Stadia will also feature a very interesting new feature called Crowd Play, a lobby system which allows you to play games with your favourite YouTube game streamers and content creators with the press of a button. Visually, Stadia will support up to 4K gaming with 60fps at launch, with plans to expand that capacity to 8K and 120fps in later updates.

What games will be available on Stadia?

It seems Stadia seeks to straddle between being a streaming service and a gaming platform not unlike the likes of current-gen consoles. As announced by new VP Jade Raymond, Stadia will have its own exclusive catalogue of games, with the launch of Stadia Games and Entertainment. Leading the line during the presentation was (unsurprisingly) Assassin’s Creed Odyssey, as well as the upcoming Doom: Eternal by id Software.

Google VP Jade Raymond on the announcement of Stadia Games and Entertainment.

More interestingly, then, is the question of how porting games over to Stadia by smaller studios will be handled. Porting shouldn’t be any problem for AAA publishers such as Ubisoft, but with the service getting support from smaller studios as well, many of which lack the porting technology the likes of Ubisoft possesses, the onus will then be on how well Raymond and her developer relations team can reach out to these third-party developers to produce quality content for Stadia.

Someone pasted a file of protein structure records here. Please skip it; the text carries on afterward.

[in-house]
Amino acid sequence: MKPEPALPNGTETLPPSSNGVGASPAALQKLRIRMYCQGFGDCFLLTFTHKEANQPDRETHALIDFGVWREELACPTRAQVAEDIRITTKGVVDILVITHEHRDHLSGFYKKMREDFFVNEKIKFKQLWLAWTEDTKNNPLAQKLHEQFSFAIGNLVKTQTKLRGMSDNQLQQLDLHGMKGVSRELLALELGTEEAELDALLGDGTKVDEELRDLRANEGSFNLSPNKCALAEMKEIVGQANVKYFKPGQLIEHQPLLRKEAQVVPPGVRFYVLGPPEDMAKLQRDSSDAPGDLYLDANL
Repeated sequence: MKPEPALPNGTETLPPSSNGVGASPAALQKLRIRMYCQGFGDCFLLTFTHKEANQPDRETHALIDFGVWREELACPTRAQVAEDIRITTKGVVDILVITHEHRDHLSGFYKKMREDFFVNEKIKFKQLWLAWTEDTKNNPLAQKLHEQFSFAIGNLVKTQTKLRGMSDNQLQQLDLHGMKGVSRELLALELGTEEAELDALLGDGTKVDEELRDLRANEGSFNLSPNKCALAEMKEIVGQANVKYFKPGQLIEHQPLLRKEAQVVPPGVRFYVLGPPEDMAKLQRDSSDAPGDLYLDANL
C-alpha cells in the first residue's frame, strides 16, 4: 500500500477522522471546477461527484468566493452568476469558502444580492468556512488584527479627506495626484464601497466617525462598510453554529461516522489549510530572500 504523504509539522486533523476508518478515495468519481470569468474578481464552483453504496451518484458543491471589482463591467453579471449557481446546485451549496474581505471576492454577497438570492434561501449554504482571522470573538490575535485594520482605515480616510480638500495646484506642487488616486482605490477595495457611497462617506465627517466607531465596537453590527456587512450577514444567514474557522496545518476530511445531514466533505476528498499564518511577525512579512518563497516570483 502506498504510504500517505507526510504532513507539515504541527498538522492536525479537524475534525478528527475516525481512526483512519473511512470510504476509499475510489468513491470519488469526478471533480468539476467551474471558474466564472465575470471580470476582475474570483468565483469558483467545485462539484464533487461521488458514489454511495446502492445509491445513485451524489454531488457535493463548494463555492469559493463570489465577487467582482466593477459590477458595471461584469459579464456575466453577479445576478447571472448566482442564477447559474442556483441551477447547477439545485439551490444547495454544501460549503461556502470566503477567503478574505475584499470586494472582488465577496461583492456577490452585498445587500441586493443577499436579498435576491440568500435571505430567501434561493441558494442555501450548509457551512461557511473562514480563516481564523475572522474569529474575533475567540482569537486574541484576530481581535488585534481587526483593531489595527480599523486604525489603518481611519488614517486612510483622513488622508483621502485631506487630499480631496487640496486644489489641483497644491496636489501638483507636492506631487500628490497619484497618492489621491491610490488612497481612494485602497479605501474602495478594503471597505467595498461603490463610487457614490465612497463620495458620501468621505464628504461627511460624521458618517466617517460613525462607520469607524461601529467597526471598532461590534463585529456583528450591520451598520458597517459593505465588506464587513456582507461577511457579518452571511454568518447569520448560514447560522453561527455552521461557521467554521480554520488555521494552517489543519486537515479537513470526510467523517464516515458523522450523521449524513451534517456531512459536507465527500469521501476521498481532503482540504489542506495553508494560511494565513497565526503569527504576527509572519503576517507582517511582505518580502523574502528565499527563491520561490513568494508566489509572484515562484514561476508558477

Do you need to purchase games that you already own?

Not necessarily, it seems. As we’ve mentioned earlier, Stadia’s main focus is to stream games across multiple devices, so you don’t exactly need to download or install any games on the service. Just boot it up on whatever platform you’re playing on, and the job’s done.